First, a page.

SARATOGA SPRINGS — It was the second Sunday of the new decade, and Tulane Stadium in New Orleans was filled with more than 80,000 people. Jack Casson was one of them.
“There were about 12 of us, all ad agency people,” recalls Casson, of that Super Bowl IV week a half-century ago.
“The year before we all went down to Miami for Super Bowl III when Joe Namath and the Jets won,” he says. “In New Orleans we went down about a week before the game to play some golf, but the weather was just terrible. It got up to 60 degrees for gametime, but that was the highest reading we had for the whole week.”
The Super Bowl featured The American Football League champion Kansas City Chiefs - coached by Hank Stram and led by quarterback Len Dawson, against the National Football League champion Minnesota Vikings, who played under the direction of coach Bud Grant and boasted a defensive line nicknamed the “Purple People Eaters.”
By the time it was over that January day in 1970, the Chiefs had upset the Vikings by the score of 23–7. It was the last Super Bowl that matched the AFL against the NFL – the two leagues merged into one at the conclusion of the game – and marked the last time the Chiefs appeared in the Super Bowl. That 50-year string will come to an end this Sunday, when the Chiefs will face the San Francisco 49ers.
Casson settled in Saratoga in 1972. He grew up in New York City and in the late ‘60s worked for the Estee Lauder company. “I procured their promotional printing, mailings the stores like Saks Fifth Avenue and Bonwit Teller would do. Everything with Estee Lauder was high-end.”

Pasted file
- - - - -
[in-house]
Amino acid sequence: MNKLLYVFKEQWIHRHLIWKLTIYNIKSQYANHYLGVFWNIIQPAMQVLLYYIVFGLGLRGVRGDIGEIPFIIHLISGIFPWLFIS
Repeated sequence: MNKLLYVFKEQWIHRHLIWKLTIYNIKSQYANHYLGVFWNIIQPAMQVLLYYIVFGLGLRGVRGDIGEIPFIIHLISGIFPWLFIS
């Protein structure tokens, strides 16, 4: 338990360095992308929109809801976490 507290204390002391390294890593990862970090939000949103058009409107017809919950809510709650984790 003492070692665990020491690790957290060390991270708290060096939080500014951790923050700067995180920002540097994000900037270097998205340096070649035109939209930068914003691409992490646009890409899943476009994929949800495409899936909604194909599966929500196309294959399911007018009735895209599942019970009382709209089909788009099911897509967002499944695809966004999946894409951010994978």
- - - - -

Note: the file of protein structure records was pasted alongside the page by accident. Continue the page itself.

While Super Bowl IV was memorable because of the Kansas City Chiefs upset, there was also a segment of the half-time activities that particularly stands out in Casson’s mind, attended the game with a dozen of his industry friends, one of whom had brought along a camera.
Newspaper reports of the day document a “bizarre” military reenactment with booming cannons and thick blankets of smoke filing the air. There were marching bands. There was an on-field Mardi Gras parade. But, Casson and his friends captured something apparently out of the TV broadcast eye.
"At halftime there was this big gondola with a Viking in it. It was kind of tied down but got loose when the wind took it. We saw it come right across (the endzone), right to our side, where we were like 8 or 10 rows up,” Casson says. “It got all tangled up. Some people got hurt. And several people were taken off in stretchers. I don’t know to what extent their injuries were..."
The price of his ticket: “Twenty dollars! Now? forget it,” he says. Sports Illustrated reported this week that the average ticket for Super Bowl LIV is going for $6,390.
“See, back then everybody could afford it. You didn’t have to be a big money-maker. The expense would be flying there, or getting transportation,” Casson says.
“I used to know a number of the (New York football) Giants in the ‘60s. Back then they had second jobs. Dick Lynch was the cornerback and he worked for an outfit out on Long Island. They were promotional printers and I used to do some business with Dick in the off-season. Another player was Andy Robustelli - he was defensive end and an All-Pro, and he worked for the Fugazi Travel Agency in Manhattan. When he retired, he opened up his own travel agency out in Stamford, Connecticut where he lived. And Alex Webster, he coached the Giants and before that he was a fullback, he worked for an outfit that made printing plates for the printing industry. So, they all did that. We’d sit around a table at a restaurant in a private room and ask him questions about the game,” he says.
“Baseball was the same way. In the ‘50s, the teams would play doubleheaders on Sundays, so I would get on the subway, get off at River (Avenue), come up and there was Yankee Stadium,” Casson recalls. “I’d go in and sit in the right-center field bleachers. The ticket was 60 cents. I mean, can you imagine?”